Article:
“I Have Never Met An Accent I didn’t Like!”

It’s Friday and all things are possible! Cambridge is alive in preparation for the Head of the Charles Regatta, bringing people world-wide for a two-day rowing competition.  The competitors are already on the river, reminding me with the rhythmic strokes of their oars that achievement comes with work, and in their case, muscle.

Stay tuned for more on the Head of the Charles on Monday complete with pictures and stories. For today’s post I will focus on an old post and the comments that came from it. Enjoy!

The post was Accent Angst from two weeks ago and struck a chord with readers. The comments were thoughtful, insightful and fun! So much so that they are worth a full post. So here you have it:

Pegi gave me inspiration for the title with her comment: “Actually I have never met (or heard) an accent I didn’t like. Accents are like magic and draw me in for a closer look.”

Lois commented “I have always thought accents were like the threads and colors in the tapestry of language, giving voice to our roots and influences along our way. Glad you shone the spotlight on the absurdity of ‘accentism.'”

This from Bettie “When JFK was President, a friend from Massachusetts said, “It sure is nice to have a President who doesn’t have an accent.” When Jimmy Carter was President, a fellow Georgian said, “It sure is nice to have a President who doesn’t have an accent.” I’ve met some brilliant people (read about others) from Alabama. And, I’ve met some dumber than dumb (read about those also) from our Eastern states. Years ago when my daughter-in-law from Scotland met my mother who had a real Southern drawl, I wondered how they’d understand each other. Afterwards I asked my mother, “Were you able to understand Fiona’s accent?” She replied, “What accent? We had no trouble whatsoever understanding each other.” Communication in whatever accent is described so beautifully by Lois’s comment above.”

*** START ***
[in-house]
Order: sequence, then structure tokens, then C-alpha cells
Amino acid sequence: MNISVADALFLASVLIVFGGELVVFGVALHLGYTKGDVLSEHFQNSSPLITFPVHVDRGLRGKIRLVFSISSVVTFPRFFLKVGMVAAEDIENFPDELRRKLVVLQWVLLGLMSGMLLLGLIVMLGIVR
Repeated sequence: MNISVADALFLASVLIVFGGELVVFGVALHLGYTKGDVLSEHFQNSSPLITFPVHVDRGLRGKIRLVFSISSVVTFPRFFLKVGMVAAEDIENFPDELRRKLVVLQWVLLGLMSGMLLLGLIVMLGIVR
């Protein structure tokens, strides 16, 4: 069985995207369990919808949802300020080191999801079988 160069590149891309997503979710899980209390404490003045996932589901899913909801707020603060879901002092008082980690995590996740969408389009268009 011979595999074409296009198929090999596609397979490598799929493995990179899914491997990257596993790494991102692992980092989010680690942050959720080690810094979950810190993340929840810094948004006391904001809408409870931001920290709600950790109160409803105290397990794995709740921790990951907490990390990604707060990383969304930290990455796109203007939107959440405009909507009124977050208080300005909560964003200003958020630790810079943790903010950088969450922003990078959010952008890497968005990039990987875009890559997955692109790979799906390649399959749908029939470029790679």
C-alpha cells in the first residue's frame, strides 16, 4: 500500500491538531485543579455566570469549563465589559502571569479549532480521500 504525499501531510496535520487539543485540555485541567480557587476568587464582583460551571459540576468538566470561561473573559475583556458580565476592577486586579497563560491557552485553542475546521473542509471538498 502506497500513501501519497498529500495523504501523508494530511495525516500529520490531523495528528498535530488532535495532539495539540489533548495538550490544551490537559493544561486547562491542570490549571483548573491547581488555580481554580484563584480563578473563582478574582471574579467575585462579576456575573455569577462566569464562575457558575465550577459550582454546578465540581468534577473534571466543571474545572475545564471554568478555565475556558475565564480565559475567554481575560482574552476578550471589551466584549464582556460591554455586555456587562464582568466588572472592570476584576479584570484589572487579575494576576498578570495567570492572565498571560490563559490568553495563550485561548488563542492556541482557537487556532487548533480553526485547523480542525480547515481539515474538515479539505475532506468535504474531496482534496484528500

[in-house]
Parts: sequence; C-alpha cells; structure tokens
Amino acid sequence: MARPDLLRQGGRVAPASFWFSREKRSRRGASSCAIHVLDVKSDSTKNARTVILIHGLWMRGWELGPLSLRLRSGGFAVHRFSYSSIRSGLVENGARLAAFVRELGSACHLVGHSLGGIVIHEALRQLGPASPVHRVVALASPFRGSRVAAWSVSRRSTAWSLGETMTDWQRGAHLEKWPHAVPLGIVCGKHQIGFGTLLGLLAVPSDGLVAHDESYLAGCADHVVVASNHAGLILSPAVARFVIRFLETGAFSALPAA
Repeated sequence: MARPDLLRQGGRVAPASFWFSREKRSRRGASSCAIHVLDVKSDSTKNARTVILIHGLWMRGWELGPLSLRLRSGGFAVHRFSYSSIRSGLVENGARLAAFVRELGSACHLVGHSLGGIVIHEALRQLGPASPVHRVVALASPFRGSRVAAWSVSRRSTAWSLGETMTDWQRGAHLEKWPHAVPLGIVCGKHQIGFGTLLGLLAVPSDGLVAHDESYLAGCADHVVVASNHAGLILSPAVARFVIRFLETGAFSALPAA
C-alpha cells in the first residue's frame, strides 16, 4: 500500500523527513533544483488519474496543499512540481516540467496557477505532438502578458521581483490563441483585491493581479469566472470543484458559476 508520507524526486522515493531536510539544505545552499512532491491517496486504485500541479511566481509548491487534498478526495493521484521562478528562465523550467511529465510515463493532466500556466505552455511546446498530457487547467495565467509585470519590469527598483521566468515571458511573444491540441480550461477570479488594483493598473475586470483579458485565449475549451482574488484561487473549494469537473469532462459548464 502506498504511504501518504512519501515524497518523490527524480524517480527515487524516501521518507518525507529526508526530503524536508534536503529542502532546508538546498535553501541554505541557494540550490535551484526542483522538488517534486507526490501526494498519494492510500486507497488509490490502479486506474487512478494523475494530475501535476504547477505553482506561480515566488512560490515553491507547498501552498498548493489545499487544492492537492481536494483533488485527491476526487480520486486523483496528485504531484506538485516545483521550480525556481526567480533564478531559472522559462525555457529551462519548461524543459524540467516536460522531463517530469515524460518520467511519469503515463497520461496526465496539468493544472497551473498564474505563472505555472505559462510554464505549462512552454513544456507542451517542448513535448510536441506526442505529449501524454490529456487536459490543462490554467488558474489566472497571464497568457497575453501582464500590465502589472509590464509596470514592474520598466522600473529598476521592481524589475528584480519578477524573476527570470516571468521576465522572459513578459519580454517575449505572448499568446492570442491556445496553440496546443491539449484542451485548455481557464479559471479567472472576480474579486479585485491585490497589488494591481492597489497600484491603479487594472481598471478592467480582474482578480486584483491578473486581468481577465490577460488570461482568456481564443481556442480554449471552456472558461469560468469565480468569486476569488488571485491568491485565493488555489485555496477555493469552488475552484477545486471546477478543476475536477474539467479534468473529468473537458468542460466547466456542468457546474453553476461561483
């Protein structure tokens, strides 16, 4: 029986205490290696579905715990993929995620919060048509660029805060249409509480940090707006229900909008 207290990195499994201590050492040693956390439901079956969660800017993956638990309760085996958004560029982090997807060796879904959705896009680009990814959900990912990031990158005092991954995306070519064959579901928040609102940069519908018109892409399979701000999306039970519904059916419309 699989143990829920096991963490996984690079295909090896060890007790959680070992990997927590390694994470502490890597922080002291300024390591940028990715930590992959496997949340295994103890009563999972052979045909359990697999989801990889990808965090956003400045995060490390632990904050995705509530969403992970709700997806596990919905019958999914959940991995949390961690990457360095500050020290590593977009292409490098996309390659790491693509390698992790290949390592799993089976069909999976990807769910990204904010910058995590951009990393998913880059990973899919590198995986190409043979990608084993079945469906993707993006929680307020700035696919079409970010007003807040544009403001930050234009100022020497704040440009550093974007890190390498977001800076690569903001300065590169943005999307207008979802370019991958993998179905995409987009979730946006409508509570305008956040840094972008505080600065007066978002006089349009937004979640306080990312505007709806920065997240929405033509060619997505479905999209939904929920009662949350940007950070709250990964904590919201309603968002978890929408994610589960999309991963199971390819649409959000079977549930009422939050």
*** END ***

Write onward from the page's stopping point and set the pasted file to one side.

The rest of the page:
My friend Sophie, who lives in Australia and blogs at Little Gumnut, married a man from France. She has experienced her share of accent angst which she echoes here: “And then you add to the mix all those mish kids coming ‘home’ from ‘living abroad’ who have a mishmash and don’t fit in anywhere and who become adept chameleons, changing their accents at will to fit in with whoever they are speaking to. I still start speaking American when I’m talking to an American and my family tell me I already sound like an Aussie after just 4 years. Who cares what accent people have??! What really really annoys me is when people become particularly obtuse about understanding someone with a ‘foreign accent’. Perhaps its a particularly British thing. Some friends after a few years of living with my French hubby still spoke to him in a slow loud voice or even worse, address all their conversation to me rather than him.”

Finally, a fellow blogger at TheRealSharon talked about a quiz she had just posted called “Yankee or Dixie“. Take a look and see how you fare!

So next time you hear an accent, think about the story behind the accent. I guarantee there is a story worth hearing that spans regions, worlds and continents left far behind.

Thanks to all for reading and keep up with the great feedback!